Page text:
Nearly 100 off-duty firefighters crammed into the Historic Courthouse Tuesday to urge Pasco commissioners to start spending a $2.3 million federal grant that allows the county to hire more firefighters.
Commissioners agreed to implement the grant, but warned they may end up cutting firefighters' pay to comply with terms of the grant.
"We do want 18 more firefighters," Fire Captain Ken Urbuteitsaid. "We just don't want it at the expense of a 10 percent pay cut."
The county accepted the Department of Homeland Security's Staffing for Adequate Fire and Emergency Response (SAFER) grant in August. It was supposed to bring the department back up to full staffing level for two years, but the county had not hired any new firefighters even though the department is understaffed and operating under brownouts to minimize overtime costs.
That's because commissioners used the grant as a bargaining chip to try to get the firefighters' union to accept a new contract and drop a grievance over lost pay raises. The International Association of Firefighters Local 4420 voted down two contracts in 2012 that called for zero pay raises, and they have refused to drop the grievance.
Firefighter Lee Hudson said the county should live up to the terms of the contract it signed in 2007 that called for a series of pay raises. "To hold in your hand a raise you agreed to and a grant you applied for – those things are not related at all," he said.
Chief Assistant County Administrator Michele Baker said if the county loses the grievance, it would have to pay $2.2 million for pay raises. The only way to do that and to comply with the grant – which prohibits the county from laying off any firefighters – would be to implement "temporary wage and benefit corrections."
Baker never said how large the pay cut would be – union members speculated it would be 10 percent. Baker asserted that even with a pay cut, the county fire department's pay would still be competitive with other departments in the region. To bolster her argument, Baker circulated a list of all fire department employees and their gross pay from 2011.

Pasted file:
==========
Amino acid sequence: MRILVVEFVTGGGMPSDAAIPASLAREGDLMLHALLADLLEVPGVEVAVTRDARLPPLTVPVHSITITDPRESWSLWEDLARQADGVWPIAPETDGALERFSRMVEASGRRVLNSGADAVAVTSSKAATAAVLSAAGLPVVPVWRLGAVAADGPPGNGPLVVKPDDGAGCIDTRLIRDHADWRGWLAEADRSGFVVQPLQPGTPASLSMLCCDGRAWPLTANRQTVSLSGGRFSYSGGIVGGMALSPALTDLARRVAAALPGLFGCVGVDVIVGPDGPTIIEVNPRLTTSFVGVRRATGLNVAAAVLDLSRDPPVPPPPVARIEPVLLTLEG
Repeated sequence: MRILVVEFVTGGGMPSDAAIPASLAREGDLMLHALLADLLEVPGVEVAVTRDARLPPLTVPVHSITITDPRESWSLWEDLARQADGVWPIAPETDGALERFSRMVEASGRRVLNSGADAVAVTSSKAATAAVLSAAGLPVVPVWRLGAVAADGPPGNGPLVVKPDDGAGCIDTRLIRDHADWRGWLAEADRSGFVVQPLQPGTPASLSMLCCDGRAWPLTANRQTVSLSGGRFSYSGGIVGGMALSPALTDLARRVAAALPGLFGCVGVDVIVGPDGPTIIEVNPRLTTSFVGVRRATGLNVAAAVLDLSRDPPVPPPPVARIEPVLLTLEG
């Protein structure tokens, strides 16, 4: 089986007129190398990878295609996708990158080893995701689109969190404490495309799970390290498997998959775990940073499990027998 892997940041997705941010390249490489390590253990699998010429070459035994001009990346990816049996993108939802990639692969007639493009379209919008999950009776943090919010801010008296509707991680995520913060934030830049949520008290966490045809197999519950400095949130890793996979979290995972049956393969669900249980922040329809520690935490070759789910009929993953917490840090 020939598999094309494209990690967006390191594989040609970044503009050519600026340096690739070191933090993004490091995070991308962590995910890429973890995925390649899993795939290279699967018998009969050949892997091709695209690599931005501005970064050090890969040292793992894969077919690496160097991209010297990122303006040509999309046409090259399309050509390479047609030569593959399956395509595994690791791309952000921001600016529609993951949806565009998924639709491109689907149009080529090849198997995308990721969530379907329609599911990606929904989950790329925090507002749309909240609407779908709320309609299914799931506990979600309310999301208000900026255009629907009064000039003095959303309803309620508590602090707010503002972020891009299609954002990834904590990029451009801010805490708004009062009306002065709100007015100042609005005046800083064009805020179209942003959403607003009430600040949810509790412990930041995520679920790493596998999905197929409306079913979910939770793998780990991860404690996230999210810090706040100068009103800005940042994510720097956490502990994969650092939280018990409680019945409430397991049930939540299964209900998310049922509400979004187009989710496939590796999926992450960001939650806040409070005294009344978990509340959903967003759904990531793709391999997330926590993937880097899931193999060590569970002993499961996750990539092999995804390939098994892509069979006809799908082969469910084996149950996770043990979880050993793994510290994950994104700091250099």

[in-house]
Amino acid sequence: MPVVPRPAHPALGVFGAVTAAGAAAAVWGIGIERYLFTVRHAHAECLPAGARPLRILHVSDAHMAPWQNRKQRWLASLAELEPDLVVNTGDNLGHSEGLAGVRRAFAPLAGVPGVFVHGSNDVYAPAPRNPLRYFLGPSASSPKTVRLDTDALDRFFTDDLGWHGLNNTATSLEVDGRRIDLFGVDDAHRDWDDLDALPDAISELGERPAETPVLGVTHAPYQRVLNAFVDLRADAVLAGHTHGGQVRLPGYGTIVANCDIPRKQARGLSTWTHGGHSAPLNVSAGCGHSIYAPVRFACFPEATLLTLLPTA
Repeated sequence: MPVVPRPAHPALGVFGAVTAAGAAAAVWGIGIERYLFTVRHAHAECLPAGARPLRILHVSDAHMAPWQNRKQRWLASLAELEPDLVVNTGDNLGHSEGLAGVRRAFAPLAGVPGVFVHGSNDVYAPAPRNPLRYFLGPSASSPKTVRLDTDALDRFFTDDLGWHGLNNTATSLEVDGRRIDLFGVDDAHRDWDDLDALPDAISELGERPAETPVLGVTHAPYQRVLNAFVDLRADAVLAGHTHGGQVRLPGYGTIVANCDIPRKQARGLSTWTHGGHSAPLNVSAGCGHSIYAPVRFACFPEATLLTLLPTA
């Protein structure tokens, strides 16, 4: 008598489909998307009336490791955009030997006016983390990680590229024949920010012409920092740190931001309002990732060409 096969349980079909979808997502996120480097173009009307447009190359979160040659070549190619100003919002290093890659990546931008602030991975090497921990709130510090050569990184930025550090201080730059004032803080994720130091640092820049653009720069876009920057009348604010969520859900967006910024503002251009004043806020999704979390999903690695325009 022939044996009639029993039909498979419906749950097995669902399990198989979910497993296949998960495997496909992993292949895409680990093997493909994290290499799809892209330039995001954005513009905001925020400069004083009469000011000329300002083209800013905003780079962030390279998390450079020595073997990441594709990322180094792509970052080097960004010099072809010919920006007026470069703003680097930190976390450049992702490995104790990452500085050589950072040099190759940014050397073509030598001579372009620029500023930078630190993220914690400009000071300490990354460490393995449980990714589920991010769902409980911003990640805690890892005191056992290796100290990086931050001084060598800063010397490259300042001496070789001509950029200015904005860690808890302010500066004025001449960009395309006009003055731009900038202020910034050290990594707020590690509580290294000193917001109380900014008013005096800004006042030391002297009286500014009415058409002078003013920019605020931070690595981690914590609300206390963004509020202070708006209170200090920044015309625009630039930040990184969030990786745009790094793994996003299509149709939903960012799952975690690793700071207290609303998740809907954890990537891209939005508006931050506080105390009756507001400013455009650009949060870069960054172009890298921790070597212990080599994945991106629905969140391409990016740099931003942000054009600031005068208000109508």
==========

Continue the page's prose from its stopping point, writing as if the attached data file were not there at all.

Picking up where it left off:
Urbuteitsaid the information is incomplete because there was no comparison data of pay scales for other fire departments. Commissioner Kathryn Starkey asked Baker to compile pay information from other fire departments.
Fire Chief Scott Cassin, who joined the department two years ago, said he's never seen the pay study that found Pasco's firefighters were the lowest paid in the region. "We could be at the bottom, but we could be in the middle – I just don't know," he said.
But even without the comparables, Urbuteit said the pay chart was also misleading. "Yes, I made $79,000 last year," he said. "But what that chart doesn't say is that I worked 625 hours of mandatory overtime that year. I worked even more overtime in 2012 because we're short captains and they didn't promote anyone."
Cassin said the department has addressed the shortage of fire captains. "We're only down one captain position now, and we're going to promote from within to fill that position," he said.
Cassin said he's looking forward to implementing the SAFER grant. With the commissioners' blessing Tuesday, he can now proceed with hiring the 18 grant-funded positions as well as five additional vacant positions.